Jeremy Corbyn is ahead by 15 points in the Labour leadership election, according to private polling witnessed by "The New Statesman." Corbyn, a last-minute entrant to the race to succeed Ed Miliband, currently has 40 nominations from local parties, with Andy Burnham leading the way on 48, Yvette Cooper on 30 and Liz Kendall on five.
Labour leadership contender Jeremy Corbyn, address delegates at the annual conference of the GMB union in Dublin
However, according to two polls conducted by Corbyn’s leadership rivals, Labour’s preferential voting system is masking the veteran left-winger’s actual strength, with the surveys suggesting Corbyn, 66, boasts a “commanding position” and is "on course to win."
The new polling notes that Burnham is leading in first choice preferences with 39 per cent of the vote, with Corbyn second on 33 per cent. However, Corbyn's popularity as a second choice means that, under Labour's voting system, he is way ahead of his rivals.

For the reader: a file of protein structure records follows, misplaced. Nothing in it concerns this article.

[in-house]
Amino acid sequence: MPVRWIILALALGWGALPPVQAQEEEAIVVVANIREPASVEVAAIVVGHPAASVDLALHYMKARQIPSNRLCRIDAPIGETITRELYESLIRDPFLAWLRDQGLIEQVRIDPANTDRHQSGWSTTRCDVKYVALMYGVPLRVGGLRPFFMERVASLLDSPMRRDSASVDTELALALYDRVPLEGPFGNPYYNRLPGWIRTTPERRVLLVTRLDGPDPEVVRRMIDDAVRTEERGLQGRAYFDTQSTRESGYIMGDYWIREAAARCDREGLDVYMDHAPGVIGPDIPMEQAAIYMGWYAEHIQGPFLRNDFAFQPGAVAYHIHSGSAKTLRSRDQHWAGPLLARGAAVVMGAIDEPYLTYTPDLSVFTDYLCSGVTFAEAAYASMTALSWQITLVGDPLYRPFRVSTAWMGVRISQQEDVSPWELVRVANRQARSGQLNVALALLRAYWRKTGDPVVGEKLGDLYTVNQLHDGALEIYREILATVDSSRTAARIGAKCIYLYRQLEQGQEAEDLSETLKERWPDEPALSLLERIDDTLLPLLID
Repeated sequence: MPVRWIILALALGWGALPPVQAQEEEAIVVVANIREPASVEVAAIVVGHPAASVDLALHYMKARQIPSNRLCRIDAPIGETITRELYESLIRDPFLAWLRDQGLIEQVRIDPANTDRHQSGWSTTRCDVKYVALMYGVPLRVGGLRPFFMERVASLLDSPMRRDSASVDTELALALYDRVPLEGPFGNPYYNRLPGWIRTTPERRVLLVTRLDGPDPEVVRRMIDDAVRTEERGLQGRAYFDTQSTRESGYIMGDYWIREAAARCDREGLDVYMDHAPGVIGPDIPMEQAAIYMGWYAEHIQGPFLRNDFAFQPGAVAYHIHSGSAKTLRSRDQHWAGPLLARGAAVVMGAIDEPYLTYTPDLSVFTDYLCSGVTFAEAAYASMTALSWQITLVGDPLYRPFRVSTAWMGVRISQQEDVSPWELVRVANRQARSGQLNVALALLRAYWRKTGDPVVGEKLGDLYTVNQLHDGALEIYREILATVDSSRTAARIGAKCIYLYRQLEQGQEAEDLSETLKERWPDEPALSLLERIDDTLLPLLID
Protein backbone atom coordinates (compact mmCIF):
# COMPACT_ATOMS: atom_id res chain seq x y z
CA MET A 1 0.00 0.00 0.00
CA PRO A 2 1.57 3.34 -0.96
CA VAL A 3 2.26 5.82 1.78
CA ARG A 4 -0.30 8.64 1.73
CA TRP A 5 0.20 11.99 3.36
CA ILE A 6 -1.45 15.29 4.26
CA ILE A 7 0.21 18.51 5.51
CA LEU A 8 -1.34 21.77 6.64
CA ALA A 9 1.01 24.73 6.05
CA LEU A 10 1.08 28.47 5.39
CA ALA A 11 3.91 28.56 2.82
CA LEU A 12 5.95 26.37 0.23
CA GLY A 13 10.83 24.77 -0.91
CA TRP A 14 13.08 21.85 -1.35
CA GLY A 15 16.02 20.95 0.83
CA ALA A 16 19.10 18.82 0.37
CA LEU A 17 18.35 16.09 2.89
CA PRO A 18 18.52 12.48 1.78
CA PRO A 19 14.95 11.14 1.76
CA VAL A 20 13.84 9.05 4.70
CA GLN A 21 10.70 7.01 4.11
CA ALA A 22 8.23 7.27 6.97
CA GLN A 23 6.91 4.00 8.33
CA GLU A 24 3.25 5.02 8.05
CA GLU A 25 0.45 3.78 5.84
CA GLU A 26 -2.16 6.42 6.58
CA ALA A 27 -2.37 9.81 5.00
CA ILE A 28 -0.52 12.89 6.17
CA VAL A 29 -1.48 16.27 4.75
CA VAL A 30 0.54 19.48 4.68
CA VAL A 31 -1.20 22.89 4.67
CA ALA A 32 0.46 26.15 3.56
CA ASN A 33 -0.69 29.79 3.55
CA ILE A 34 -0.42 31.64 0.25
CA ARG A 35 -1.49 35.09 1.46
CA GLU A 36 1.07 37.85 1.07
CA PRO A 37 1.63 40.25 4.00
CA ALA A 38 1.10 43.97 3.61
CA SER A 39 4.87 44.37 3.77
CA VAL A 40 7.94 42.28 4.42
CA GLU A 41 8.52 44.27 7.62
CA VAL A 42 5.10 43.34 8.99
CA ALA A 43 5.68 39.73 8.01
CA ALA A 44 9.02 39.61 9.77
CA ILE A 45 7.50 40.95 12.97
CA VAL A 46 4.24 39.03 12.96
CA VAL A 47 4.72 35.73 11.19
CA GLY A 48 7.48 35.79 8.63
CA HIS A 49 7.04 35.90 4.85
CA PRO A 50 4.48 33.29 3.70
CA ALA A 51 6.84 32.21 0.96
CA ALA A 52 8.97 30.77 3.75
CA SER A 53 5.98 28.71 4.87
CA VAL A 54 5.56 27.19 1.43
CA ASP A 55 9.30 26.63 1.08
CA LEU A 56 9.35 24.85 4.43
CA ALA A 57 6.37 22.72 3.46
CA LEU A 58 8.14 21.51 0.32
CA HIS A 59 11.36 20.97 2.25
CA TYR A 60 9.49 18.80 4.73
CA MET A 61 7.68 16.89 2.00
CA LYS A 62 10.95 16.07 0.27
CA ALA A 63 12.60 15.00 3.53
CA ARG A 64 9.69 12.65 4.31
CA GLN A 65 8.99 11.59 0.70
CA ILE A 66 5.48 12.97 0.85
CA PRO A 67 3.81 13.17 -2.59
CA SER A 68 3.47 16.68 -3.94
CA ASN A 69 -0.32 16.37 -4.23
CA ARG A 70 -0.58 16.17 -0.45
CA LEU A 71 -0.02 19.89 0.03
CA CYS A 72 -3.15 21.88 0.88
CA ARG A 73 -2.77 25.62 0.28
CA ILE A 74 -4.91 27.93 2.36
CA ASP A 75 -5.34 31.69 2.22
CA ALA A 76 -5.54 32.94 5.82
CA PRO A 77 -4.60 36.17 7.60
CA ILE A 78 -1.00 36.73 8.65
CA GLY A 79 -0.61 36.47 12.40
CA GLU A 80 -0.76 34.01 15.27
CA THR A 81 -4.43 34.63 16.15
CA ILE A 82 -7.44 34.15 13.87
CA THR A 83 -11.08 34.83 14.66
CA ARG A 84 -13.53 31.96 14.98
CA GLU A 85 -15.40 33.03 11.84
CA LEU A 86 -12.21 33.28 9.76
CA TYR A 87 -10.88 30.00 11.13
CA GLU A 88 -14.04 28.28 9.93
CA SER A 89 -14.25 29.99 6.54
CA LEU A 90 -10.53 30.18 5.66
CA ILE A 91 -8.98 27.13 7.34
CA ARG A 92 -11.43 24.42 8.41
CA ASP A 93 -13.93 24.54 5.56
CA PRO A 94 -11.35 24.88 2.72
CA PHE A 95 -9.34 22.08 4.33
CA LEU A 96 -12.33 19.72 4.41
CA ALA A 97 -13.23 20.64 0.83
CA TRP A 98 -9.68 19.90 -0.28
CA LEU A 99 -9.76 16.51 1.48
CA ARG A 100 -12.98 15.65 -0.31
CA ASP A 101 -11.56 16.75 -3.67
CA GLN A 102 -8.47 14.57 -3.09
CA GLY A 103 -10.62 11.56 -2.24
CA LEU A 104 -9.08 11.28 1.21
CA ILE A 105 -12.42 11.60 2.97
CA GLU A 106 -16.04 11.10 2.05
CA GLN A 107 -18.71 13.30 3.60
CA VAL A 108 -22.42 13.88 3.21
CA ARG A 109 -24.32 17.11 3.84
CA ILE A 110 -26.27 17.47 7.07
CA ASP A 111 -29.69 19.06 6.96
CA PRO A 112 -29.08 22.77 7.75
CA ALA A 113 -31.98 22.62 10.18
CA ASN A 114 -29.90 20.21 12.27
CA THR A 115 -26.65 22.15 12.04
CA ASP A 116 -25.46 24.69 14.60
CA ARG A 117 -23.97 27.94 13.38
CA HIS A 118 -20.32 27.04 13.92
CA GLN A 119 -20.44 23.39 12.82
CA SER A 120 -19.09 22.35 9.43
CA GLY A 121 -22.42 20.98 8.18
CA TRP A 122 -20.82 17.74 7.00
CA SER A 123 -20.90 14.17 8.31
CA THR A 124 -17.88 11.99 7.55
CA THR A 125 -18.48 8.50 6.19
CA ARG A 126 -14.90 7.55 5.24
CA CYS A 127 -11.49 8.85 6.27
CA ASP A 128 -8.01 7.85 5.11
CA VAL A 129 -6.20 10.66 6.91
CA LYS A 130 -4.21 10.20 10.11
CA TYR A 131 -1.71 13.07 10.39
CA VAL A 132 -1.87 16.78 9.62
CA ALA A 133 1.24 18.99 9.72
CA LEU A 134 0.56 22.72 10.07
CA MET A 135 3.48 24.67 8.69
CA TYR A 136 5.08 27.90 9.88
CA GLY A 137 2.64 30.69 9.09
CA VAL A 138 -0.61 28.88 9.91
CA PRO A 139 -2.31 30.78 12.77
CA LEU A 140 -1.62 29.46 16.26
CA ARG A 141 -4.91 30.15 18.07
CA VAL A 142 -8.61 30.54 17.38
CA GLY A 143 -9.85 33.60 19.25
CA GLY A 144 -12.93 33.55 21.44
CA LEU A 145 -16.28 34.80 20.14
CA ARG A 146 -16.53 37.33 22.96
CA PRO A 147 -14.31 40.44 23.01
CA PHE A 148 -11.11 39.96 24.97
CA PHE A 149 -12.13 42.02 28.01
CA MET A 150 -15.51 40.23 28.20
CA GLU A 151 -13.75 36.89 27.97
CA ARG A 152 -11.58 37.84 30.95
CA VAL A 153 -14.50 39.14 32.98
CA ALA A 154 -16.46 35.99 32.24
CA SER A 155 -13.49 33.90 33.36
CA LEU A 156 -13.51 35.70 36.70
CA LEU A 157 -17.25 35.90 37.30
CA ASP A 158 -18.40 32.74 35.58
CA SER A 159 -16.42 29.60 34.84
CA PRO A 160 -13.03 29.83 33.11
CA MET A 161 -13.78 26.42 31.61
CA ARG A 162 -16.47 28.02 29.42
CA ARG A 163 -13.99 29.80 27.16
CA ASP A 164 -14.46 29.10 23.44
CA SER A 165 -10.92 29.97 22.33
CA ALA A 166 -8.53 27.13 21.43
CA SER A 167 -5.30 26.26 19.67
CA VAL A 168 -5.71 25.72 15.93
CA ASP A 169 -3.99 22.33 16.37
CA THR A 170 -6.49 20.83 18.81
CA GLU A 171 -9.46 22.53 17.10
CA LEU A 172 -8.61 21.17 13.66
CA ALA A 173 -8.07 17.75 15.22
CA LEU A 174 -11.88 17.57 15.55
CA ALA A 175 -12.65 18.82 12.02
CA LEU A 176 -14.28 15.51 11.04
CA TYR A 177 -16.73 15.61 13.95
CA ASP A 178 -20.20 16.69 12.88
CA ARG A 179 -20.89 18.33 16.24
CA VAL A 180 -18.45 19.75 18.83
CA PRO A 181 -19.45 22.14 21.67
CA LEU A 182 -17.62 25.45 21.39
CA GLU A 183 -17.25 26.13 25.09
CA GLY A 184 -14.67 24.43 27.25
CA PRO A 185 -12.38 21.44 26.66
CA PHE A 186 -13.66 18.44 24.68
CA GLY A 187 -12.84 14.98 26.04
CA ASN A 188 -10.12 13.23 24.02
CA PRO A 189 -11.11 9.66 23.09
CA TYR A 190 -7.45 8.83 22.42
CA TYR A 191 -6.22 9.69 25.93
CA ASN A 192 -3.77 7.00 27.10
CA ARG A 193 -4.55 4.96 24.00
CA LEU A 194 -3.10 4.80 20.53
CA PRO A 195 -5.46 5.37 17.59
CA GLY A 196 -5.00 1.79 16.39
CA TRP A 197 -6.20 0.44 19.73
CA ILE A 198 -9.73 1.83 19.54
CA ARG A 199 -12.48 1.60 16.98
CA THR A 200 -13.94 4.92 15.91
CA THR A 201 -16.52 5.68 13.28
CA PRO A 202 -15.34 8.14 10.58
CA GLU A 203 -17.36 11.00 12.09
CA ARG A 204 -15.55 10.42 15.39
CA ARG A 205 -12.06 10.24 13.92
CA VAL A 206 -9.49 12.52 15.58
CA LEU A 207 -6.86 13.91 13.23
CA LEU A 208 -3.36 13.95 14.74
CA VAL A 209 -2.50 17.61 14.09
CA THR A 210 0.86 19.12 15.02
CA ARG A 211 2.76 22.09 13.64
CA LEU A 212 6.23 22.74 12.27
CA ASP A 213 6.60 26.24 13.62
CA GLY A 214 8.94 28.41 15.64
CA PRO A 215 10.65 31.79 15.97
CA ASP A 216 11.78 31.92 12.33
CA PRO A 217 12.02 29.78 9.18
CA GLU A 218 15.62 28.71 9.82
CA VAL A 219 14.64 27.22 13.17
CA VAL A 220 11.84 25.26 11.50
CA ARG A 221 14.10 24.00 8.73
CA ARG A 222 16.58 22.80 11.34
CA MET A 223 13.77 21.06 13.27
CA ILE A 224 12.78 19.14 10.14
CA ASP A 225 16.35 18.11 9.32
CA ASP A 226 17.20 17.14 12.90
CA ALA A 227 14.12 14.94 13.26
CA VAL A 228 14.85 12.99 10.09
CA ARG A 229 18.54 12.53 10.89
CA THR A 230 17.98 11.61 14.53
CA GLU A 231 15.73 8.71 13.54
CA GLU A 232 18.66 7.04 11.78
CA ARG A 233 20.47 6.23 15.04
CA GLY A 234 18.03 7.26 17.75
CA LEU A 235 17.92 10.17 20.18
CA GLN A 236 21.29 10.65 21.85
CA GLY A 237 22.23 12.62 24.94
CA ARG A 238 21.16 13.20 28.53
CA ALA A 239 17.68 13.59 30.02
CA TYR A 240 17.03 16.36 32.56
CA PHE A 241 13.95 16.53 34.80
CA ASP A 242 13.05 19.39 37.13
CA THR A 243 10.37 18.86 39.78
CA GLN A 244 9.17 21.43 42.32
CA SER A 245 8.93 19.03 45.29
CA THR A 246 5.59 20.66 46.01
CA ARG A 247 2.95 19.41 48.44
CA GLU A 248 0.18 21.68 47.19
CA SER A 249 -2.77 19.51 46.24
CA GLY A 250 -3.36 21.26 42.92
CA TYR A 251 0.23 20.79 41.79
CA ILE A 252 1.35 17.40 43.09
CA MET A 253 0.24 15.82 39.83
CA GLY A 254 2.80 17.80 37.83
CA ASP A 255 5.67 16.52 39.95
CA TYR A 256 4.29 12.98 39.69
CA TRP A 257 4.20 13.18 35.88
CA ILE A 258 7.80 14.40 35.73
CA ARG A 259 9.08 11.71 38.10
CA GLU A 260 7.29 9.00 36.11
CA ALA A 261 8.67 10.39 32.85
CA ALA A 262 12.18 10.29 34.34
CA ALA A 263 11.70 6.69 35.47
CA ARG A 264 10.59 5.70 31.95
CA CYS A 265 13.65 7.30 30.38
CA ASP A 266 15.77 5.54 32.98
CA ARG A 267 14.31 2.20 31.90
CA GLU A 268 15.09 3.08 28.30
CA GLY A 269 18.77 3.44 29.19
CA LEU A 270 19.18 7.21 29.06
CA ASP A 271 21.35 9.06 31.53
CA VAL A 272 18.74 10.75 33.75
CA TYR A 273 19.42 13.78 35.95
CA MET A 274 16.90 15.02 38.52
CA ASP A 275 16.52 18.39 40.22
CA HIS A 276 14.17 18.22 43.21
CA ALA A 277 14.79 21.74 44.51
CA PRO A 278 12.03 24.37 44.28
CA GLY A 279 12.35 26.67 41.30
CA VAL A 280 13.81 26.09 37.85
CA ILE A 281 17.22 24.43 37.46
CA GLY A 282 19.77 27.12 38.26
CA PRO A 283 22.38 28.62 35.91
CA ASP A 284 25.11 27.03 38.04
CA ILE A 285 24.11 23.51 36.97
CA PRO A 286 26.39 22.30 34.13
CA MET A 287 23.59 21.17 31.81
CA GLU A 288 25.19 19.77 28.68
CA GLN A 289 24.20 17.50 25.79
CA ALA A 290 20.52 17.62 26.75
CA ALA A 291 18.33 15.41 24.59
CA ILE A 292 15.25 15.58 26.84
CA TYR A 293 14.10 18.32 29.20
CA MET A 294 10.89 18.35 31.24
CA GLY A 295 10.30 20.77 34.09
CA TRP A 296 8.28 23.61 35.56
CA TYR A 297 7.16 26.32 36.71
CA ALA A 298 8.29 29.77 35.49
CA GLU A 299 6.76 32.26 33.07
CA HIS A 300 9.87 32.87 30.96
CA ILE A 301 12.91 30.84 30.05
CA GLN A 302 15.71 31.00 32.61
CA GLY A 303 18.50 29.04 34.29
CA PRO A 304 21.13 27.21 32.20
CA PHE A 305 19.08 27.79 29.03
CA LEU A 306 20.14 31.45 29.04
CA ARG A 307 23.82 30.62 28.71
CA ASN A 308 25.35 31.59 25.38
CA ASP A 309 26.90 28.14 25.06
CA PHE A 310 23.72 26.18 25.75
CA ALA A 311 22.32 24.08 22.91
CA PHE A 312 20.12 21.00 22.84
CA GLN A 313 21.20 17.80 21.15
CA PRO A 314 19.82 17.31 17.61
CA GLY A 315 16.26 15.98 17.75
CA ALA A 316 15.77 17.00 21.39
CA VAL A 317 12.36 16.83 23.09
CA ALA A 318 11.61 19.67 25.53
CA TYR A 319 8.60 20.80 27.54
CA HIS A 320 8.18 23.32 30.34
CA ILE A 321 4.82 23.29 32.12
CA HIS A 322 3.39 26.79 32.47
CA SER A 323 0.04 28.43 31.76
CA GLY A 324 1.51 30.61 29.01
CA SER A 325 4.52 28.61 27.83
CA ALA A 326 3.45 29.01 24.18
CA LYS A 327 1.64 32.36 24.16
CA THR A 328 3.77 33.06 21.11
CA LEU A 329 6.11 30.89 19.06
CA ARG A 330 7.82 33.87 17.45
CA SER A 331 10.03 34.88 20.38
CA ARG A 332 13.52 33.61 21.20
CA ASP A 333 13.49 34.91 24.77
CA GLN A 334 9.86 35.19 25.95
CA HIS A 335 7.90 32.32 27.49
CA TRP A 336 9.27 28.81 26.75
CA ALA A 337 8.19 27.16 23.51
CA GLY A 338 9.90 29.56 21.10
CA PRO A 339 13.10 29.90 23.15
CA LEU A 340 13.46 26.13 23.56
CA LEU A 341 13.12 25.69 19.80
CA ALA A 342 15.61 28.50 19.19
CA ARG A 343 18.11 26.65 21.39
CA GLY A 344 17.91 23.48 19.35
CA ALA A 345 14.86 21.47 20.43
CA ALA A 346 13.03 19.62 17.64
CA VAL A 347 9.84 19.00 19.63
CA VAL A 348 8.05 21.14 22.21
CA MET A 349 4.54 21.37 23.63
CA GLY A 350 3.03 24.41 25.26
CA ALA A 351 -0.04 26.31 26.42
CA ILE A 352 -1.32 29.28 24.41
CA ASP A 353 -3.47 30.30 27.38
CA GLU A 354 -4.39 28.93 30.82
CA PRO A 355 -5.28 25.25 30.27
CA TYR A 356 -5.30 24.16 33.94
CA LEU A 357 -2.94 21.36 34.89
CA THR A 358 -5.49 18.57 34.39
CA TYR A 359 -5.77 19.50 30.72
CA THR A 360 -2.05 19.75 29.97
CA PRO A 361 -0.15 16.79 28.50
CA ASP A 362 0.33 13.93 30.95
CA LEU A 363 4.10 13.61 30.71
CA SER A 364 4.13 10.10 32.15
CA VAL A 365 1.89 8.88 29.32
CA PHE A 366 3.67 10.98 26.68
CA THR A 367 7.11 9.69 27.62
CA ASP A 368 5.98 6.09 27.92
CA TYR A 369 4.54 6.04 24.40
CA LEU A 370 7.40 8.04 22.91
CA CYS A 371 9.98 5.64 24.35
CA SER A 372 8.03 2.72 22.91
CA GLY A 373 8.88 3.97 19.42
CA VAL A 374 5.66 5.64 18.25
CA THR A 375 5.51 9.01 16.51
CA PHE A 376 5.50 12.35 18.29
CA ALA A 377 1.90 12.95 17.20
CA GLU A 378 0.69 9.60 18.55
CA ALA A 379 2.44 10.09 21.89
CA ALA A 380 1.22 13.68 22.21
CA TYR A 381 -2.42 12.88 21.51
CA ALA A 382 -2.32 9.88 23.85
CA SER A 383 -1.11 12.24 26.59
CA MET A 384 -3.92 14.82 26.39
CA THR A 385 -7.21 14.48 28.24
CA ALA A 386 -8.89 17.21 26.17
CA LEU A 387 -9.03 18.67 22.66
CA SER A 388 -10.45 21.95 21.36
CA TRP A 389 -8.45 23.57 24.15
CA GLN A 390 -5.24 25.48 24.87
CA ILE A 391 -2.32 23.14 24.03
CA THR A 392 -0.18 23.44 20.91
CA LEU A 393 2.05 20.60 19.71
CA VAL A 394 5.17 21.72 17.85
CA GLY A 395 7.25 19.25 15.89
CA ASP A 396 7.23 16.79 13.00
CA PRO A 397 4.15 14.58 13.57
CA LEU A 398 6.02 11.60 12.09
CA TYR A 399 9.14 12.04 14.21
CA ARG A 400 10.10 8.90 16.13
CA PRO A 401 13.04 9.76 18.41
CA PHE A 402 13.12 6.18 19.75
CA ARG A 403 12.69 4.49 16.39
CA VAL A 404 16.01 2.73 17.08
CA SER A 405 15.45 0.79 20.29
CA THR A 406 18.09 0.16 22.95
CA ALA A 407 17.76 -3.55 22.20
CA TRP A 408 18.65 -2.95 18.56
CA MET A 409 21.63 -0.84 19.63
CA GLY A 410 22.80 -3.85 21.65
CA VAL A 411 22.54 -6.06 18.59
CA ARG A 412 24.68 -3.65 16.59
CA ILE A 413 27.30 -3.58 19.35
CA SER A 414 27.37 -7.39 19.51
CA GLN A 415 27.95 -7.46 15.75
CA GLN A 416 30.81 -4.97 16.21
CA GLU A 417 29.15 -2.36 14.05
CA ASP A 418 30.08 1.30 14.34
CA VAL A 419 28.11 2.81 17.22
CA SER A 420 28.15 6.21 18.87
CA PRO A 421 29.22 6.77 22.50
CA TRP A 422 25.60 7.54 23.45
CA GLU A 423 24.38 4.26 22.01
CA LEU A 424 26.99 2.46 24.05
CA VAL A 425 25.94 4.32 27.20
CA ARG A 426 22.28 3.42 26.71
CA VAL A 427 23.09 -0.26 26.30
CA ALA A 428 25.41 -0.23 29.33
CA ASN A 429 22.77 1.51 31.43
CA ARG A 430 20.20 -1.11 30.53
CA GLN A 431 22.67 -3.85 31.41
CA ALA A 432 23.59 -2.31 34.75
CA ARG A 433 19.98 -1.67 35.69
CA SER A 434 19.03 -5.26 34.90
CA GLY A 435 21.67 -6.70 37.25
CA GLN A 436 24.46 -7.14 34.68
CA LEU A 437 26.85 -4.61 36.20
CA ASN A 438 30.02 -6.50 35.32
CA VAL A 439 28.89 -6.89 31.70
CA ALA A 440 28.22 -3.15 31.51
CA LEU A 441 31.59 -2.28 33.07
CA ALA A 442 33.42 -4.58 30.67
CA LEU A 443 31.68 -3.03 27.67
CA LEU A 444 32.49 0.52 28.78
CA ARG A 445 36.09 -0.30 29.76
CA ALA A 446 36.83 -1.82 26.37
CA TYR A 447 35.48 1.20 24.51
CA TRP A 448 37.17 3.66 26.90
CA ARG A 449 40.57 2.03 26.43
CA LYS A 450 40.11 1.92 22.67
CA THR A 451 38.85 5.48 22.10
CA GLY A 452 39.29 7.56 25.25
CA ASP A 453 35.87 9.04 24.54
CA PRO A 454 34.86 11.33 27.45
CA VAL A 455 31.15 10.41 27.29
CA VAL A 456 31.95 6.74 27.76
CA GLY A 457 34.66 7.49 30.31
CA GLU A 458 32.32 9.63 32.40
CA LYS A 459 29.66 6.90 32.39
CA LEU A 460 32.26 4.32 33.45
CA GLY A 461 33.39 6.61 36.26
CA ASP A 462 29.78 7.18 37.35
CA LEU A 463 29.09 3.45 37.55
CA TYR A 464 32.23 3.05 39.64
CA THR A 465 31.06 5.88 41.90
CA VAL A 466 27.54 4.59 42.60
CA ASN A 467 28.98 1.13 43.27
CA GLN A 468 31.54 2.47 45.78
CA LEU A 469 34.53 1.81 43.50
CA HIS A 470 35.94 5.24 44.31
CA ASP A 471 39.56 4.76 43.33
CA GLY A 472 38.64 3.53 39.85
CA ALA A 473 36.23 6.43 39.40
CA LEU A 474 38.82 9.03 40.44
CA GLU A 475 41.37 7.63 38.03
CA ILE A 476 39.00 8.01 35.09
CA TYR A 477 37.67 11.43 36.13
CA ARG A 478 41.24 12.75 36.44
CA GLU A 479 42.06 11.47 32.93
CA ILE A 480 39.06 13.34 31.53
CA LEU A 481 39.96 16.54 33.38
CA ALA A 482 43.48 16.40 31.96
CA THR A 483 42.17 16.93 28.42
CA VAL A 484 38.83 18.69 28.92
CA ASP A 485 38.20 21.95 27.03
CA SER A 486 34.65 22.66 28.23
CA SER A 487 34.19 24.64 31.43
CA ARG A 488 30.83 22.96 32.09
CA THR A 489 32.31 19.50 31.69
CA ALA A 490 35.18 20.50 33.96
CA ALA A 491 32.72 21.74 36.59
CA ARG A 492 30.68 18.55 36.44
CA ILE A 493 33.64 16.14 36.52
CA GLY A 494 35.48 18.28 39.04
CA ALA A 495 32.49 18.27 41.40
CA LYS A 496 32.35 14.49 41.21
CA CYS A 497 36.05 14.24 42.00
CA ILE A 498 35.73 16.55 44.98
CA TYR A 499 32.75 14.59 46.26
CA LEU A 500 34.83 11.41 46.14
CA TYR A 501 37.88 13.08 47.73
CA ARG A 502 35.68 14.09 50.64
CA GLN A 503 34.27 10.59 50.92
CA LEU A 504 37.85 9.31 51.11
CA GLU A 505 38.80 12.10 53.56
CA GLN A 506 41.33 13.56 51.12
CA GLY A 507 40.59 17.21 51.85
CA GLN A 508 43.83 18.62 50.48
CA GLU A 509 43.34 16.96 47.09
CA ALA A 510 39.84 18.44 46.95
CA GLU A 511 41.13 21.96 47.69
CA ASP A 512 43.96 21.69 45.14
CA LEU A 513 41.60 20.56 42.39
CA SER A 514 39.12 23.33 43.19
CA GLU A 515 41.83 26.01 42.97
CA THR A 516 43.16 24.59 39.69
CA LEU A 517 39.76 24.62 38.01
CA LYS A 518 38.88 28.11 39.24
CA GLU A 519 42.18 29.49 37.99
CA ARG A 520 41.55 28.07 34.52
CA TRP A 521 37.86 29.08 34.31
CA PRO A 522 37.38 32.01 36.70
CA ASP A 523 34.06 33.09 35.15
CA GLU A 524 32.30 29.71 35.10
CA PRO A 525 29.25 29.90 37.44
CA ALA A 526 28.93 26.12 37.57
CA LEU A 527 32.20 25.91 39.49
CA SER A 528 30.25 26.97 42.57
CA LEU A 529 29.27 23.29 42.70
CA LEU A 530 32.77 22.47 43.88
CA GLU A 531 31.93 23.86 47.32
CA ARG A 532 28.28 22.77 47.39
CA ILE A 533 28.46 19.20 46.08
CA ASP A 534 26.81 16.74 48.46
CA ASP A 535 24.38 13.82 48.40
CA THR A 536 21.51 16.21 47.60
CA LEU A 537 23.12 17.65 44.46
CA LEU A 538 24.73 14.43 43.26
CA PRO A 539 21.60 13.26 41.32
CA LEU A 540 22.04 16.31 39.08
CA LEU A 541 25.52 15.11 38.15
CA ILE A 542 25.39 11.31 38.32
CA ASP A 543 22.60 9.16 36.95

According to the magazine, Corbyn’s unexpected popularity flows from the younger members of the party, many recent recruits following the election defeat. The surge could also be due to the a vacuum left by the party’s right flank, who deserted Labour during Miliband’s tenure.
Corbyn's campaign was recently boosted by support from the Unite union, who have signed up more than 50,000 people to cast a vote.
The Burnham campaign dismissed the polling on Wednesday, noting the findings don’t correlate with their phone bank data. Kendall’s camp released a statement decrying the Islington MP, saying voters face a “straight choice between changing to win with Liz Kendall or marching into a 1980s-style wilderness with Jeremy Corbyn.”